They continue to perform well. The overhang for the stock are the re-competes in 2016 for ~50% of their revenues. If they lose one or more of those the stock would get crushed, and it is a binary event, with no way of knowing until the day of the announcement.
On the plus side, they have $1 billion in submitted bids awaiting awards and $3 billion to be bid in Q4 2015, so a total of $4 billion. No way to predict win rates, dollar amounts, etc, so hard to model what 2016/17/18 will look like.
So the stock remains very cheap by all metrics (still shows up every day, for example, on the Magic Formula list of 30 cheapest stocks), but until they show they can continue to win new business the stock will continue to suffer from the uncertainty around recompetes and new business.
Board of Directors of Support.com, Inc.(SPRT)
900 Chesapeake Drive, Second Floor
Redwood City, California 94063
Shawn FarshchiMark Fries
J. Martin O'Malley
To the Board of Directors:
As you know, we own 8,070,495 shares of Support.com(SPRT) ("Support" or the "Company") representing approximately 14.8% of the outstanding shares. As the Company's largest shareholder group, we have publicly and privately expressed our complete dissatisfaction with the Company's performance and business plan. Rather than recognize the flawed "business" strategy, the Board and management have doubled down by announcing additional investments into a strategy which to date has resulted in significant destruction of shareholder value.
Further, instead of engaging with us you have wasted precious corporate resources to engage the law firm Morgan Lewis specifically for corporate defense and to help you entrench yourselves. For example, you responded today to our proposal to amicably improve the Board by writing in your letter that there is no "basis for us to discuss a resolution." We cannot reconcile this blunt response with your duty to incorporate the input of your shareholders, especially your largest shareholder.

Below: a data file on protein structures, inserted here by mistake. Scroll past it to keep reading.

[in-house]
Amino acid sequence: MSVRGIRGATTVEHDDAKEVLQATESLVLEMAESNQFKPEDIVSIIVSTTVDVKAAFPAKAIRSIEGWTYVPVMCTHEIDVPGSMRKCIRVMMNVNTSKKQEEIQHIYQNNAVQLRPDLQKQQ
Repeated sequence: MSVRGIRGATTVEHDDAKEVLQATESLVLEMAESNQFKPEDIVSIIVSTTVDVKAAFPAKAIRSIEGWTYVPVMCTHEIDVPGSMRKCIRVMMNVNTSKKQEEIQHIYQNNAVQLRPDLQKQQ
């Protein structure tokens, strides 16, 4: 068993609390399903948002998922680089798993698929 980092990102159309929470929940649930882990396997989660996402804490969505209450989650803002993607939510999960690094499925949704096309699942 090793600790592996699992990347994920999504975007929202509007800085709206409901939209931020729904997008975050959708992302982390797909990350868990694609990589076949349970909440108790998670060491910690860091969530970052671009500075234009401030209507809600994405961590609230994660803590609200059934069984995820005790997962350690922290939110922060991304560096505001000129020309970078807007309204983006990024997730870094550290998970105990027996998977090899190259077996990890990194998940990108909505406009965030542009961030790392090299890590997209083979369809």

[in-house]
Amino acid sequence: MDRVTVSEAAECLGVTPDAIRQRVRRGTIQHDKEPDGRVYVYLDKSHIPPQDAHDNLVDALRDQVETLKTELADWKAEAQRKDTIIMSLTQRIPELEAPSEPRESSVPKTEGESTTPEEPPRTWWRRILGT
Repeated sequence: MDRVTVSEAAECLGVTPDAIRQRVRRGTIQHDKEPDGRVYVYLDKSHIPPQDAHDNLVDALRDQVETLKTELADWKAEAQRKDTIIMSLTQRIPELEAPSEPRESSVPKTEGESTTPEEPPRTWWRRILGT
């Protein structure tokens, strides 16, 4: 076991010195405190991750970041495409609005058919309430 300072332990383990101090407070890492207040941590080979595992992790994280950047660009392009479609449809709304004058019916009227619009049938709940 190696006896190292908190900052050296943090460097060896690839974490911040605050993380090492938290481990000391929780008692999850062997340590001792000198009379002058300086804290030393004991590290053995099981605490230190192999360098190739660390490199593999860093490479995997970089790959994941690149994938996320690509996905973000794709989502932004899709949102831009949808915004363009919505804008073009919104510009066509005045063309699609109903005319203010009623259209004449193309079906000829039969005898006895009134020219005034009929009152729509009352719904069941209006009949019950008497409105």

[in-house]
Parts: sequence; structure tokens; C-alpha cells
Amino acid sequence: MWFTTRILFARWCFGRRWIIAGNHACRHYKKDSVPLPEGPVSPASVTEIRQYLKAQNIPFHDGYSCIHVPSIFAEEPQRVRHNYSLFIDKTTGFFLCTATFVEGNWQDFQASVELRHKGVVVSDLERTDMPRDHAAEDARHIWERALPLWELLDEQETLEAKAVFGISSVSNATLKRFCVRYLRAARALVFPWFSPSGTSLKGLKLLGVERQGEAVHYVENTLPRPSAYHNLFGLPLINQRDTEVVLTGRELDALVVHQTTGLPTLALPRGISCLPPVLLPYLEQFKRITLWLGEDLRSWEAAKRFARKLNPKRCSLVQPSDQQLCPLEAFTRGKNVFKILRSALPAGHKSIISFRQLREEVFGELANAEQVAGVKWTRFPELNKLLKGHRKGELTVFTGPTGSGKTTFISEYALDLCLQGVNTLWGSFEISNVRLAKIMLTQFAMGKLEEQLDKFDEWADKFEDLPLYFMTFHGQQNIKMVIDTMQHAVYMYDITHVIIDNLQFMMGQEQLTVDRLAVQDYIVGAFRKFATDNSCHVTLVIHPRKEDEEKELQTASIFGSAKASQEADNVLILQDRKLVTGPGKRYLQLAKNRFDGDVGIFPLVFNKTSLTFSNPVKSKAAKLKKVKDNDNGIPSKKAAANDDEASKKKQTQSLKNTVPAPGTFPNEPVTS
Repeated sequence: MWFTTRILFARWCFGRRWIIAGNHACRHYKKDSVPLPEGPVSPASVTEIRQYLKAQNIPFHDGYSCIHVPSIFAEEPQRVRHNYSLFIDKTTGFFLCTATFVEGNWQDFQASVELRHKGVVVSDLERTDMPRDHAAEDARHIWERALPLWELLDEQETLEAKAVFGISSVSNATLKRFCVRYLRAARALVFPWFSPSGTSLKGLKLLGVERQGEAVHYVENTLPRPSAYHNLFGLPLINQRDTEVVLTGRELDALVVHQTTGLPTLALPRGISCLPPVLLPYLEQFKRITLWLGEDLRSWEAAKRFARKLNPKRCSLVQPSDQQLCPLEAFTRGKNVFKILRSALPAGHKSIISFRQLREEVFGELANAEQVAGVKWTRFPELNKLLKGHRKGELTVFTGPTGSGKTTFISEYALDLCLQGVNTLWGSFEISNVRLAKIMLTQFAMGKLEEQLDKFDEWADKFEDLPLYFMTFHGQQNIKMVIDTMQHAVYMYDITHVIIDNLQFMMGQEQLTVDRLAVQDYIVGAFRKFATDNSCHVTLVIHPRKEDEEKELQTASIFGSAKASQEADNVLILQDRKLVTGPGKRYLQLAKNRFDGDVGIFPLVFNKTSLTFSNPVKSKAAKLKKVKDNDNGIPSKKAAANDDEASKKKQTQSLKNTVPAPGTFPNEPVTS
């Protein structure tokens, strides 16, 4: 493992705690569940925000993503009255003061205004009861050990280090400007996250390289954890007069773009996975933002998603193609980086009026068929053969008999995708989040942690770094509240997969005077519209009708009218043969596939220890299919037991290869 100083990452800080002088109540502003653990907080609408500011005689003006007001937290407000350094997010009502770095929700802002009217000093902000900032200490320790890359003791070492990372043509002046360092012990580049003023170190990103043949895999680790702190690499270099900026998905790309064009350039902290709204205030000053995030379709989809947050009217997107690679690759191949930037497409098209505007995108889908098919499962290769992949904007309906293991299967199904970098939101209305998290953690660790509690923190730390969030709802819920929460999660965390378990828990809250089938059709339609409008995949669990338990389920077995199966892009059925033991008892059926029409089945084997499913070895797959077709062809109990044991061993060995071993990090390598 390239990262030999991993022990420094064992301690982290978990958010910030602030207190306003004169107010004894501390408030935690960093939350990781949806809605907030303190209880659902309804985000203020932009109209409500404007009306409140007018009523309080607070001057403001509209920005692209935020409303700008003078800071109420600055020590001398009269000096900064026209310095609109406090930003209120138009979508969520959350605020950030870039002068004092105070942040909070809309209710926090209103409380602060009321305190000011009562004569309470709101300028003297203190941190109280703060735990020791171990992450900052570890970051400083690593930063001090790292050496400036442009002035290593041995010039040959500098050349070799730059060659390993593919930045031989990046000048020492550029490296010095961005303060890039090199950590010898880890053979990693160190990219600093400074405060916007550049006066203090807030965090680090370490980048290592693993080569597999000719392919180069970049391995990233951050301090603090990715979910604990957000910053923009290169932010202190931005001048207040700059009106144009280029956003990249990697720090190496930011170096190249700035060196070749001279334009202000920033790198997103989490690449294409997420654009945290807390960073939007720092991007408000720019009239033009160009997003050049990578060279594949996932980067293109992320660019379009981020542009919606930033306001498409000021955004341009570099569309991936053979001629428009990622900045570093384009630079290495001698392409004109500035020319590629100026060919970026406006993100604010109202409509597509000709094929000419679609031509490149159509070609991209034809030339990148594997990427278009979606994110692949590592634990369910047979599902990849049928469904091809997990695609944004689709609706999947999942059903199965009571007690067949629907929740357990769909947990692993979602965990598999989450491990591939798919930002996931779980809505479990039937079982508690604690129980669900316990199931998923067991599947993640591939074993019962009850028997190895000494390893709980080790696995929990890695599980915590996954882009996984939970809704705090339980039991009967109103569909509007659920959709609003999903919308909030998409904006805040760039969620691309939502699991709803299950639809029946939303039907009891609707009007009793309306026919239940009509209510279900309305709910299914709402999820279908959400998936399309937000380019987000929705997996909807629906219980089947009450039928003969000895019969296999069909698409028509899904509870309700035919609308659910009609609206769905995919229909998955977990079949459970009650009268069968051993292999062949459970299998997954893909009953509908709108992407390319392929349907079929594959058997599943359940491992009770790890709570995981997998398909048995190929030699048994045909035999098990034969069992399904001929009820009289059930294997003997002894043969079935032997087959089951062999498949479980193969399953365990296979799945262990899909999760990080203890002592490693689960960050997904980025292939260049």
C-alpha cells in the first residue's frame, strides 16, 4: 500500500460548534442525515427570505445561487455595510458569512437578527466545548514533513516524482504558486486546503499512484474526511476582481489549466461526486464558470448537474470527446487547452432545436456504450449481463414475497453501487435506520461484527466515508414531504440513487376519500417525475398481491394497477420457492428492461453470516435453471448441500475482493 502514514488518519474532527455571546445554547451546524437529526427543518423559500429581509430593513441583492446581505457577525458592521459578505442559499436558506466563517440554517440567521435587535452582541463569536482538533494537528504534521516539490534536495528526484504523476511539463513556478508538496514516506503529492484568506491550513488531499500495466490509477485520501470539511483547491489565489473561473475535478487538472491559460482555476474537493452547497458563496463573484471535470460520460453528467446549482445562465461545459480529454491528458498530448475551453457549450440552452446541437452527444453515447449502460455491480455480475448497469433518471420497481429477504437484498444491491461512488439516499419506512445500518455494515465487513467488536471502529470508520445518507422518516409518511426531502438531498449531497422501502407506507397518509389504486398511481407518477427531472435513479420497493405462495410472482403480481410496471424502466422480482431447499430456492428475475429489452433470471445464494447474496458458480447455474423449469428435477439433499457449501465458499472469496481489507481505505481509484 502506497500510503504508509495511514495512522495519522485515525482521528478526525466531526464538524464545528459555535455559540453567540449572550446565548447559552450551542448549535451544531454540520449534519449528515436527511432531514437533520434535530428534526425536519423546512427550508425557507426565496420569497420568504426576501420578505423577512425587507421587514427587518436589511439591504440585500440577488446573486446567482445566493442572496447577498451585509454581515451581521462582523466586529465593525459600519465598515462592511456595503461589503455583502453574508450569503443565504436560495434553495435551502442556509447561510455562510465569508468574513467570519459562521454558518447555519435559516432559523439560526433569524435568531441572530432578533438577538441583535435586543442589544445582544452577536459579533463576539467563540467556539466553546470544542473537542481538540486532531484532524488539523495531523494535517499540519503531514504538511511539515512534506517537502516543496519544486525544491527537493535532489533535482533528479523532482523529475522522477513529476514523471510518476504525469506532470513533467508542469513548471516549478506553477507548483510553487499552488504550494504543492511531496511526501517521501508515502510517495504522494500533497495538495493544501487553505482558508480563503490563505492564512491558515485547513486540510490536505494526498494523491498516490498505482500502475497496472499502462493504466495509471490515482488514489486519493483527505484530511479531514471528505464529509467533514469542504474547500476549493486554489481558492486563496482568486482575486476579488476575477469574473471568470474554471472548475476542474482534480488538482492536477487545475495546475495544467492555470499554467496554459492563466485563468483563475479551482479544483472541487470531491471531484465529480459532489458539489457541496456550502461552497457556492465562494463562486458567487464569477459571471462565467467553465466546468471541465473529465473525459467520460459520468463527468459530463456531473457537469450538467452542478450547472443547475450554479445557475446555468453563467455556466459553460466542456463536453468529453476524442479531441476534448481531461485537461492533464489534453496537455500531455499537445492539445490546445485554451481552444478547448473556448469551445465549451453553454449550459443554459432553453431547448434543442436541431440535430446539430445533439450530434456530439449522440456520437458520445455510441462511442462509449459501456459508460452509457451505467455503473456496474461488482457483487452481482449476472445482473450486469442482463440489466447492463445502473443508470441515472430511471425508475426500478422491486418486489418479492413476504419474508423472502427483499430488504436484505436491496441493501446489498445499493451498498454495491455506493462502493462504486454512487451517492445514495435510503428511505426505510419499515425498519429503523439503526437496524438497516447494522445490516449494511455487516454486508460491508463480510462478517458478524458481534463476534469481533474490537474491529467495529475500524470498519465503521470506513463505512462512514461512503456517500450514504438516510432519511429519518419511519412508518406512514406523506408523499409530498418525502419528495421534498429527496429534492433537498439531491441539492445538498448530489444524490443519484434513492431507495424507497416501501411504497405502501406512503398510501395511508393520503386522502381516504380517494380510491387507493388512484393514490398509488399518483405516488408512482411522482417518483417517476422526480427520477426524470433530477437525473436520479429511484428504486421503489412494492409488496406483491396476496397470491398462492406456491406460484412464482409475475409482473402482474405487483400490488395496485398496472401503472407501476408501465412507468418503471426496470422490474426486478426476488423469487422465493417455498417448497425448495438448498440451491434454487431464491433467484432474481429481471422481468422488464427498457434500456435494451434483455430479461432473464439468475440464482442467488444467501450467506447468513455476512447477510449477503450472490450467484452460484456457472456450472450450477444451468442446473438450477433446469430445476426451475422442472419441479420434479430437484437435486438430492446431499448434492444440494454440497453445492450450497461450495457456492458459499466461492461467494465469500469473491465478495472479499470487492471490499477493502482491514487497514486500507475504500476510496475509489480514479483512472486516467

The Chairman of the Board seems too distracted by the film industry to return shareholder calls in a timely fashion. His experience as a software executive and film producer leave him ill-suited to handle Support's current situation and vulnerable to offers from defense law firms like Morgan Lewis who like the Chairman and the rest of the Board and management have no skin in the game and will benefit regardless of the outcome to shareholders.
The Company's CEO and COO appear to have no grasp of Support's "business" or how the "business" is performing. In yesterday's earnings call, management stated that they "are pleased with the progress made this quarter" and that the Company is on a path to $1m
The external management structure is one that can lead to serious conflicts of interest. While we have no issue with management at any company succeeding alongside of shareholders, we believe the structure currently in place between New Senior and Fortress leaves the interests of shareholders and management significantly misaligned.